noon tabernacle secondary (copy)

An audience composed of many summer seniors listens ti Julian Mondoza of the Utah Festival Opera sing during a past performance of Tabernacle Noon Concert Series.

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In a sign that life is returning to something like “normal” in Cache Valley, Utah State University has decided to resume its Summer Citizen program, and early indications are there will be plenty of Arizona sunbirds flocking in to partake.

“We’re not totally sure we’ll be full, but we’re expecting close to that. We’re already filling up the spaces we have available,” USU spokeswoman Amanda DeRito said this week.

The popular program — which provides apartments at USU and local housing complexes in conjunction with a lineup of special classes and programs — was cancelled last year at the start of the coronavirus pandemic. But this year the university decided the activities could be resumed relatively safely, especially with most seniors now vaccinated.

“I think everyone really loves having summer citizens come, and so it was a matter of how to do it in a safe manner,” DeRito said. “We’re focusing efforts on COVID-safe activities. We’ll do social distancing, masks will be required, we’ll be doing classes like we have in the past, and we’ll use the same protocols we’ve used for students all year.”

Aside from participating in USU-sponsored activities, visiting seniors have traditionally had a big presence at local musical and stage performances. What the summer of 2021 has to offer on this front is still somewhat up in the air.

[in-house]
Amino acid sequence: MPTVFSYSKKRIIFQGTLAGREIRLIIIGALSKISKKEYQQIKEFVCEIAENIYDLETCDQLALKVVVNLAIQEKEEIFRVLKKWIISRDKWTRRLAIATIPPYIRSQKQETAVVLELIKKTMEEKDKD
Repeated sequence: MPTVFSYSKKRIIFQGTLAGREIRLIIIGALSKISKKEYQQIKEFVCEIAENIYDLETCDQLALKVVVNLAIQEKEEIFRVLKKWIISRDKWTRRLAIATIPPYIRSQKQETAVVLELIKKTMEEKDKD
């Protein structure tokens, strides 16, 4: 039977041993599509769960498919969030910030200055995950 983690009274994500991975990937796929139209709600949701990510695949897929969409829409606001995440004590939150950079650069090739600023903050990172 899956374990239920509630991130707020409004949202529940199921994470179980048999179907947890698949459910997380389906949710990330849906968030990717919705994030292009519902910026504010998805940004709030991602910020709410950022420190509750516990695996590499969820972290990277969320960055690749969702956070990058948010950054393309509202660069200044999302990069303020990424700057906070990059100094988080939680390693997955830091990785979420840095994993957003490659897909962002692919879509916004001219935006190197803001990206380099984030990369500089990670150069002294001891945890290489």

The Utah Festival Opera and Musical Theatre, perhaps the biggest Logan entertainment draw, has yet to announce its plans for the season.

However, the Tabernacle Noon Concert Series is back on, and the Lyric Repertory Company has developed a series of “stage readings” in place of its traditional plays and musicals.

Lyric Artistic Director Richie Call said the readings will be performed at the Morgan Theatre on campus instead of the company’s smaller venue downtown, since state coronavirus restrictions currently limit seating to 10 percent of capacity. Actors will also be socially distanced and separated by plastic barriers.

“We anticipate these restrictions will be eased somewhat when June comes, and then we can do more with our staging,” he said.

The readings will feature two to four actors along with a stage-direction announcer. The roster includes “The Mountain Top,” an imagined account of Martin Luther King’s last 24 hours; “Dreaming American,” a story by USU theater department head Paul Mitri about his grandfather’s immigration to the United States from Egypt; and “The Thanksgiving Play,” a satire about white actors trying to portray the first Thanksgiving without any Native Americans in the cast.

The Lyric has several other modified productions planned throughout the summer that will be listed on its website soon.

The tabernacle concerts will go on pretty much as in the past, with just a few modifications. Audiences will be socially distanced, as will the performers, complements of an extended stage.

Richard West, one of the series organizers, said the decision to resume the shows this year hinged largely on the return of the summer seniors, and after that became a go, the scheduling of performers fell into place quickly. Around 40 events have been scheduled so far.

“Knowing that our summer citizens are going to be with us again this summer just added a little motivation to make sure we could get everything worked out,” he said.

Charlie McCollum is the managing editor of The Herald Journal. He can be reached at or 435-792-7220.

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